Reducing glucose meter error rates – comments about the day 1 FDA glucose meeting

Let’s view the glucose meter situation as a FRACAS (Failure Reporting And Corrective Action System). A FRACAS is a process to reduce an unacceptable error rate. As an example of a successful FRACAS, Dr. Peter Pronovost reduced the infection rate for placing central lines (described here). The steps he used are:

  1. Measure the error rate
  2. Observe events (e.g. errors)
  3. Classify events
  4. Propose and initiate corrective actions
  5. Re-measure the error rate

In this case, the initial error rate was 11% and the re-measured rate was 0.

So how does this relate to glucose meters?

Step 1 – FDA has an estimate of an error rate of about 0.1% for the 7.2 million insulin using diabetics.

Step 2 – which for the FDA is the same as step 1, is the MAUDE adverse event database. However, if one looks at a MAUDE adverse event report, one sees problems. The advice on how to report an event suggests a user should email the problem with as much information as possible as listed on this web page. How many users actually find this web page? What should be used is a web form using dropdowns lists where appropriate, which guides the user in filling in information. The web form address should be publicized (listed on every glucose meter?) This would reduce wrong spellings and duplicate categories. The currently suggested items to fill in are meter centric – they do not follow the process of obtaining a glucose result. In the central line FRACAS, each process step was observed and it was determined whether it was followed or not. In glucose testing, for example, it is important to wash and dry one’s hands. This should be listed on the web form:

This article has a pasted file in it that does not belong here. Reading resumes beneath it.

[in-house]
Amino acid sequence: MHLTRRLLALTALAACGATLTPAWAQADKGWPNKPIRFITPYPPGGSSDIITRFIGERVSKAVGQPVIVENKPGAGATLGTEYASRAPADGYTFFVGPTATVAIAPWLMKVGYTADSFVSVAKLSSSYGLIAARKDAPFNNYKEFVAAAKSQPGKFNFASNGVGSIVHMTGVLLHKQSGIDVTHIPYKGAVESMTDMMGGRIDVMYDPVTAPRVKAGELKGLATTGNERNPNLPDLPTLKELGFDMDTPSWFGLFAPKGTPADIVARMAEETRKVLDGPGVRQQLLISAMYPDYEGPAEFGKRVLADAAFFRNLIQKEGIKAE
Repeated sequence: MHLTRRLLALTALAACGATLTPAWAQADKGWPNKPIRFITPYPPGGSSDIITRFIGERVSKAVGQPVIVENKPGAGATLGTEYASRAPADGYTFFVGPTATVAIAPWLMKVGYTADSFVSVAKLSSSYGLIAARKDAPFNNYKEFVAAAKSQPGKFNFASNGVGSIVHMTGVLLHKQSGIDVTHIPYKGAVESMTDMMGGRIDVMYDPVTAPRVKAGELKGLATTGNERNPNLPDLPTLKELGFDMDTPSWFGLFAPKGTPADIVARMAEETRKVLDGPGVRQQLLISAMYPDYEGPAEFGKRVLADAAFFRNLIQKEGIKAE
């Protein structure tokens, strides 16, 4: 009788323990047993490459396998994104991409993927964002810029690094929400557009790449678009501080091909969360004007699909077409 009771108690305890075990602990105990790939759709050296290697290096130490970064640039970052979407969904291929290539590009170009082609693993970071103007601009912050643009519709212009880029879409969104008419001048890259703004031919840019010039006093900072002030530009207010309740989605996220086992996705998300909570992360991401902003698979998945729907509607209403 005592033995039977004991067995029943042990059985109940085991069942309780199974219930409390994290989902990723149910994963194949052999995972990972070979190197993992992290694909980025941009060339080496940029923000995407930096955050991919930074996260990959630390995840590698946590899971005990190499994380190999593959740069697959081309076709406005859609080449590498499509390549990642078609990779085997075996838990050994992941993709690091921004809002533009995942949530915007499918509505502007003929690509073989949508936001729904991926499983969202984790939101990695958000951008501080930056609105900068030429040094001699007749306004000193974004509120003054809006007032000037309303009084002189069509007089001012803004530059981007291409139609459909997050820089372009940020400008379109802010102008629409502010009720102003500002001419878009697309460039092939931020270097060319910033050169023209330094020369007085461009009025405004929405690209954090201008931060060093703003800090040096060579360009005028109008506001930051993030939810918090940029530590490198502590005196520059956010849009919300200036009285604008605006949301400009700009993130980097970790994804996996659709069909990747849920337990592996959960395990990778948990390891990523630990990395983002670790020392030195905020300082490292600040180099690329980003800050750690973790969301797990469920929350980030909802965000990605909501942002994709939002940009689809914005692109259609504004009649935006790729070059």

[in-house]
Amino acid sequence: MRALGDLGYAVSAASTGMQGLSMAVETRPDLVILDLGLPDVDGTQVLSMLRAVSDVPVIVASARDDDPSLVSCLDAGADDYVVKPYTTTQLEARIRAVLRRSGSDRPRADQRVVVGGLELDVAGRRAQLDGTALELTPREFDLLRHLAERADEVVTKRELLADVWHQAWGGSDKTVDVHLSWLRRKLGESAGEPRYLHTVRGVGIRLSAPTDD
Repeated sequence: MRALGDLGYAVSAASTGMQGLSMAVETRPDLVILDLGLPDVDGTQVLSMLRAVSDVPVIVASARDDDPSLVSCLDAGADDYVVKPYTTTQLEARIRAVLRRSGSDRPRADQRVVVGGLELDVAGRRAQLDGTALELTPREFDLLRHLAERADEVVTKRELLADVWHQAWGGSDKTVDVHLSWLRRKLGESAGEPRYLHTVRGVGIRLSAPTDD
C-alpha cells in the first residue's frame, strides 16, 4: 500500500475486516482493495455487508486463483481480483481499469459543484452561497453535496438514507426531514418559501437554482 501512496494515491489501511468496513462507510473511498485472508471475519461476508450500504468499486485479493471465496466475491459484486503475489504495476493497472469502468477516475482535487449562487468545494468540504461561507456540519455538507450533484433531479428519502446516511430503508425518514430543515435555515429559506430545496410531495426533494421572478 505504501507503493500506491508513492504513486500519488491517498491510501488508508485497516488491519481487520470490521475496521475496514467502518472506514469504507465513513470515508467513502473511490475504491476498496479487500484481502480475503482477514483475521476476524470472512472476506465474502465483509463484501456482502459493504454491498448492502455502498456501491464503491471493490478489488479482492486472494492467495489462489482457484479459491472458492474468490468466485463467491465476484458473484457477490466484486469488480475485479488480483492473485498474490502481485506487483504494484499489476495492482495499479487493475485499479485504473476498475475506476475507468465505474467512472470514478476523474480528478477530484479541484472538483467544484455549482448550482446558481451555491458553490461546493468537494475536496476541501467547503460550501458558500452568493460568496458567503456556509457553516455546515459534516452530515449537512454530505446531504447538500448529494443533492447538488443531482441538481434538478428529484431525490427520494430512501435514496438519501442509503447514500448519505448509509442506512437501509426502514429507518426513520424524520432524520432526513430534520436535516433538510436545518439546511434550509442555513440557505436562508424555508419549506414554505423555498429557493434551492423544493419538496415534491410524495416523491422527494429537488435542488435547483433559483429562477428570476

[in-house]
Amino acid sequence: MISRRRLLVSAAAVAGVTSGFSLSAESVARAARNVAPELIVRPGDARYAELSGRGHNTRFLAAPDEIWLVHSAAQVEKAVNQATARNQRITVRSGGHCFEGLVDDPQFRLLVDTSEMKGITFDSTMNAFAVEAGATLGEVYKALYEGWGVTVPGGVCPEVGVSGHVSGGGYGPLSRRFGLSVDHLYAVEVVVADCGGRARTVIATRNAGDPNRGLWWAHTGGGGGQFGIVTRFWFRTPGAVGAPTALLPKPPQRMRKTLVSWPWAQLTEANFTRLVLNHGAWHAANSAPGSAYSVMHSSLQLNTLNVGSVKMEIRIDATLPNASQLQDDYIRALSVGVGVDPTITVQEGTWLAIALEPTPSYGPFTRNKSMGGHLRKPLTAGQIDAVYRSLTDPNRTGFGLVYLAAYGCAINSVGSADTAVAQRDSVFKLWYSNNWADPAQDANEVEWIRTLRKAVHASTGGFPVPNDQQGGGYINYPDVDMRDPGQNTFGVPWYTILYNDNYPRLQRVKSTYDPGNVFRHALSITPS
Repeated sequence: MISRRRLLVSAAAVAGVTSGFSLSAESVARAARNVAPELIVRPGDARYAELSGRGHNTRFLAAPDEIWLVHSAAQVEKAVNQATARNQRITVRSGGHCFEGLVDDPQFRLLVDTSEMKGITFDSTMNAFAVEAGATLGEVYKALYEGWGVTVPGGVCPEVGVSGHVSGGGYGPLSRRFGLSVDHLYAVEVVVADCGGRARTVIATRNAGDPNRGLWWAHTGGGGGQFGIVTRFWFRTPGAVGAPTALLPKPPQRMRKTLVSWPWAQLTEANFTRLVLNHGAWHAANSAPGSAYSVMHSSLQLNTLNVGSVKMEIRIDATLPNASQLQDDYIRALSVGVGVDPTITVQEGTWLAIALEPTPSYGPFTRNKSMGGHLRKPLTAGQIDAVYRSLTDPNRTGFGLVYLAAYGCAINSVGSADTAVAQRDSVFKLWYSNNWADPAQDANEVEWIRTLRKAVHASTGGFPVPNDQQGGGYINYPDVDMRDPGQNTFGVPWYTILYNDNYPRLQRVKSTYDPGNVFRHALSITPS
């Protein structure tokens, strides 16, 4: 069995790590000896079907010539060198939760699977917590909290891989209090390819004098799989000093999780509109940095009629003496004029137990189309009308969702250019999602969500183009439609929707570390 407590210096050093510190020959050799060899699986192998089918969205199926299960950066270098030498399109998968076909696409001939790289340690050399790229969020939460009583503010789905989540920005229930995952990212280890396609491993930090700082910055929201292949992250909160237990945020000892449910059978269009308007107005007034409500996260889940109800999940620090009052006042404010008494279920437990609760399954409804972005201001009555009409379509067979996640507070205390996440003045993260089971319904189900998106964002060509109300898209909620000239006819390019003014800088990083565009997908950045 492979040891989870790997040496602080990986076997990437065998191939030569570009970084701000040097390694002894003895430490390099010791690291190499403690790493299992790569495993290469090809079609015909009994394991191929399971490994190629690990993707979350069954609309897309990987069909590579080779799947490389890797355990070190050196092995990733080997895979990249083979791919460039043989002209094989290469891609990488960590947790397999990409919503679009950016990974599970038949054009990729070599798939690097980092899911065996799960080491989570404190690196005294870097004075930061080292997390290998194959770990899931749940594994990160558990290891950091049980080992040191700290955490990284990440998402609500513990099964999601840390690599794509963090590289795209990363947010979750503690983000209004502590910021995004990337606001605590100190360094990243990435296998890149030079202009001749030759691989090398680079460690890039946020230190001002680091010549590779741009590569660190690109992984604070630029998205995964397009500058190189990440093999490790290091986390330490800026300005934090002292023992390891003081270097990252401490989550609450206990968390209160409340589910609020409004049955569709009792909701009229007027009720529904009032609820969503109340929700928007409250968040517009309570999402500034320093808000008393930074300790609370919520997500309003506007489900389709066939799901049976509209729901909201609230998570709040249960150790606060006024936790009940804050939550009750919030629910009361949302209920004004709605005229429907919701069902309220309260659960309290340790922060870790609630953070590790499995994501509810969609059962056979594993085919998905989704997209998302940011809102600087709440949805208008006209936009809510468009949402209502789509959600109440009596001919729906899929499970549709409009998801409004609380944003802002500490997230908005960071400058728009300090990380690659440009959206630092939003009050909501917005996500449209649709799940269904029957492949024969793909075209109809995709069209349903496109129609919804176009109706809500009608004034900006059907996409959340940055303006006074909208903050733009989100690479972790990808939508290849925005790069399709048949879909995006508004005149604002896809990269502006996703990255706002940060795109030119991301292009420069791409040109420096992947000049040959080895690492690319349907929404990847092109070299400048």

Wash hands? Y or N

Dry hands? Y or N

Steps 3-5 – Now as one collects statistics about the frequency of hand washing, one cannot say that lack of hand washing causes adverse events; however, if it is important to wash hands, then the procedure should be followed and one could postulate that a corrective action – to increase the frequency of hand washing – might lower the adverse event rate. So a program would need to be put in place to increase the frequency of following the process and then seeing what effect the action has on the adverse event rate. In the central line infection rate case, it was observed that doctors omitted one of the five steps in placing a central line 30% of the time. When the compliance rate was raised to 100%, the infection rate dropped from 11% to 0%.

On another note, a lot of effort is spent on evaluating glucose meters to qualify them before they are sold. To evaluate glucose meters, a method comparison is performed. There are various ways to analyze the data from this experiment but even if an error grid is used, the results are most likely not relevant to the error rate.

This is because – as specified in ISO 15197–and as supported by FDA comments, the method comparison study excludes the possibility of many use errors. So the analytical and usability performance of the meter are assessed separately without an attempt to combine them to arrive at the only meaningful performance for clinicians and patients – how the meter performs in routine use. This needs to be changed such that the potential for use error is included in glucose evaluations. Even with the inclusion of use error, large errors will probably not show up due to the small sample size (e.g., you need 10 evaluations of a sample size of 100 for one large error, assuming that an adverse event rate of 0.1% is triggered by a large error). But including use error will give a much better estimate of the width of data around the “A” zone in an error grid, which is the subject of much interest.


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